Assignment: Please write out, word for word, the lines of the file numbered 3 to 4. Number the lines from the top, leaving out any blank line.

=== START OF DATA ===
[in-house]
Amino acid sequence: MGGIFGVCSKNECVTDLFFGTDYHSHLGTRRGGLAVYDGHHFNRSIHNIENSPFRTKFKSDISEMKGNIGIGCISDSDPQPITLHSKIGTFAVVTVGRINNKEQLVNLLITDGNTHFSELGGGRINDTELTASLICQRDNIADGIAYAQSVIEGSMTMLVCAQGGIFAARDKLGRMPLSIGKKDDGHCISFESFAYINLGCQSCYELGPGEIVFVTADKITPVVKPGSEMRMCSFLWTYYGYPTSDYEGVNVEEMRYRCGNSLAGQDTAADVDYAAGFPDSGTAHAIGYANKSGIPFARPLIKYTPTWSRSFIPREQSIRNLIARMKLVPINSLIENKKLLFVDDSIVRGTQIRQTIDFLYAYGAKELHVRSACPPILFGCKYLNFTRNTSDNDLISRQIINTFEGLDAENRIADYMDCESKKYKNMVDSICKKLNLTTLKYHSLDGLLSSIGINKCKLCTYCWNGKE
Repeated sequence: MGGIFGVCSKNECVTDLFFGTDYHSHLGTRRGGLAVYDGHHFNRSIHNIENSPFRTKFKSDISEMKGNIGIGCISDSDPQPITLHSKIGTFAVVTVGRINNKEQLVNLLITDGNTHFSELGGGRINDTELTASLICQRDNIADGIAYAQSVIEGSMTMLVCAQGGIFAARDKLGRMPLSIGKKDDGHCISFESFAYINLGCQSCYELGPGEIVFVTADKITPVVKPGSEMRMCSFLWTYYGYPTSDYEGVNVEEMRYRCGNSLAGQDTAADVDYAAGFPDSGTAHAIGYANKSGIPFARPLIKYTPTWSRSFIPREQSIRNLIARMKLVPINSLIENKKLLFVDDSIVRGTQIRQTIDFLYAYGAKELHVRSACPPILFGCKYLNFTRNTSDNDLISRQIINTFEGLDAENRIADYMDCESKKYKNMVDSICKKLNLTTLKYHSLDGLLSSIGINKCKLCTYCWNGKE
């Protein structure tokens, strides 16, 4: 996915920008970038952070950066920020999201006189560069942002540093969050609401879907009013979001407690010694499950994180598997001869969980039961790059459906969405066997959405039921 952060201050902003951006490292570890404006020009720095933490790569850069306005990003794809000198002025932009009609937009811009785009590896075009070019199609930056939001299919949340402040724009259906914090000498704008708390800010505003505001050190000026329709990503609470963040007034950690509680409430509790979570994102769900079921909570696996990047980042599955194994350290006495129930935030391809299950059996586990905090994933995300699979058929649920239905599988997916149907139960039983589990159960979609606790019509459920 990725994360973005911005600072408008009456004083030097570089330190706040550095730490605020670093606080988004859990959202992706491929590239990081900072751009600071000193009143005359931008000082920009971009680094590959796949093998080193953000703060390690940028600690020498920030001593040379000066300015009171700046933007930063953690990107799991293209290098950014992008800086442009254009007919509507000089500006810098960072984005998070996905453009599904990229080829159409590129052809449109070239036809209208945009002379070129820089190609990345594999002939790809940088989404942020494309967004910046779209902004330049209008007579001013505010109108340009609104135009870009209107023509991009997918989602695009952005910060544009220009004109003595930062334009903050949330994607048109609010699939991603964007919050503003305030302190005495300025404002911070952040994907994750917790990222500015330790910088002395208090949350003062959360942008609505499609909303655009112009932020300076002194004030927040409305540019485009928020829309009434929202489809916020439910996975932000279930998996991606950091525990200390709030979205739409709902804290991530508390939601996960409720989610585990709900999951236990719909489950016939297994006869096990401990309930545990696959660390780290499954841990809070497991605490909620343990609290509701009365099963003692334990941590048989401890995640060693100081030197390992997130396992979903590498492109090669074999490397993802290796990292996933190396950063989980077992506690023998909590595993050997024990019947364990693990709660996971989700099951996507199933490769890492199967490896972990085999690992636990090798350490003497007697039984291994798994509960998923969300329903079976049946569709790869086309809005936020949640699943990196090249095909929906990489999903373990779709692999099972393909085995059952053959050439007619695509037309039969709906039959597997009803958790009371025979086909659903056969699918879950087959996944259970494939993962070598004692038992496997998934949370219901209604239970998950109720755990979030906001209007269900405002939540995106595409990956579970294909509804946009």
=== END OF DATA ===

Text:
Repeated sequence: MGGIFGVCSKNECVTDLFFGTDYHSHLGTRRGGLAVYDGHHFNRSIHNIENSPFRTKFKSDISEMKGNIGIGCISDSDPQPITLHSKIGTFAVVTVGRINNKEQLVNLLITDGNTHFSELGGGRINDTELTASLICQRDNIADGIAYAQSVIEGSMTMLVCAQGGIFAARDKLGRMPLSIGKKDDGHCISFESFAYINLGCQSCYELGPGEIVFVTADKITPVVKPGSEMRMCSFLWTYYGYPTSDYEGVNVEEMRYRCGNSLAGQDTAADVDYAAGFPDSGTAHAIGYANKSGIPFARPLIKYTPTWSRSFIPREQSIRNLIARMKLVPINSLIENKKLLFVDDSIVRGTQIRQTIDFLYAYGAKELHVRSACPPILFGCKYLNFTRNTSDNDLISRQIINTFEGLDAENRIADYMDCESKKYKNMVDSICKKLNLTTLKYHSLDGLLSSIGINKCKLCTYCWNGKE
């Protein structure tokens, strides 16, 4: 996915920008970038952070950066920020999201006189560069942002540093969050609401879907009013979001407690010694499950994180598997001869969980039961790059459906969405066997959405039921 952060201050902003951006490292570890404006020009720095933490790569850069306005990003794809000198002025932009009609937009811009785009590896075009070019199609930056939001299919949340402040724009259906914090000498704008708390800010505003505001050190000026329709990503609470963040007034950690509680409430509790979570994102769900079921909570696996990047980042599955194994350290006495129930935030391809299950059996586990905090994933995300699979058929649920239905599988997916149907139960039983589990159960979609606790019509459920 990725994360973005911005600072408008009456004083030097570089330190706040550095730490605020670093606080988004859990959202992706491929590239990081900072751009600071000193009143005359931008000082920009971009680094590959796949093998080193953000703060390690940028600690020498920030001593040379000066300015009171700046933007930063953690990107799991293209290098950014992008800086442009254009007919509507000089500006810098960072984005998070996905453009599904990229080829159409590129052809449109070239036809209208945009002379070129820089190609990345594999002939790809940088989404942020494309967004910046779209902004330049209008007579001013505010109108340009609104135009870009209107023509991009997918989602695009952005910060544009220009004109003595930062334009903050949330994607048109609010699939991603964007919050503003305030302190005495300025404002911070952040994907994750917790990222500015330790910088002395208090949350003062959360942008609505499609909303655009112009932020300076002194004030927040409305540019485009928020829309009434929202489809916020439910996975932000279930998996991606950091525990200390709030979205739409709902804290991530508390939601996960409720989610585990709900999951236990719909489950016939297994006869096990401990309930545990696959660390780290499954841990809070497991605490909620343990609290509701009365099963003692334990941590048989401890995640060693100081030197390992997130396992979903590498492109090669074999490397993802290796990292996933190396950063989980077992506690023998909590595993050997024990019947364990693990709660996971989700099951996507199933490769890492199967490896972990085999690992636990090798350490003497007697039984291994798994509960998923969300329903079976049946569709790869086309809005936020949640699943990196090249095909929906990489999903373990779709692999099972393909085995059952053959050439007619695509037309039969709906039959597997009803958790009371025979086909659903056969699918879950087959996944259970494939993962070598004692038992496997998934949370219901209604239970998950109720755990979030906001209007269900405002939540995106595409990956579970294909509804946009």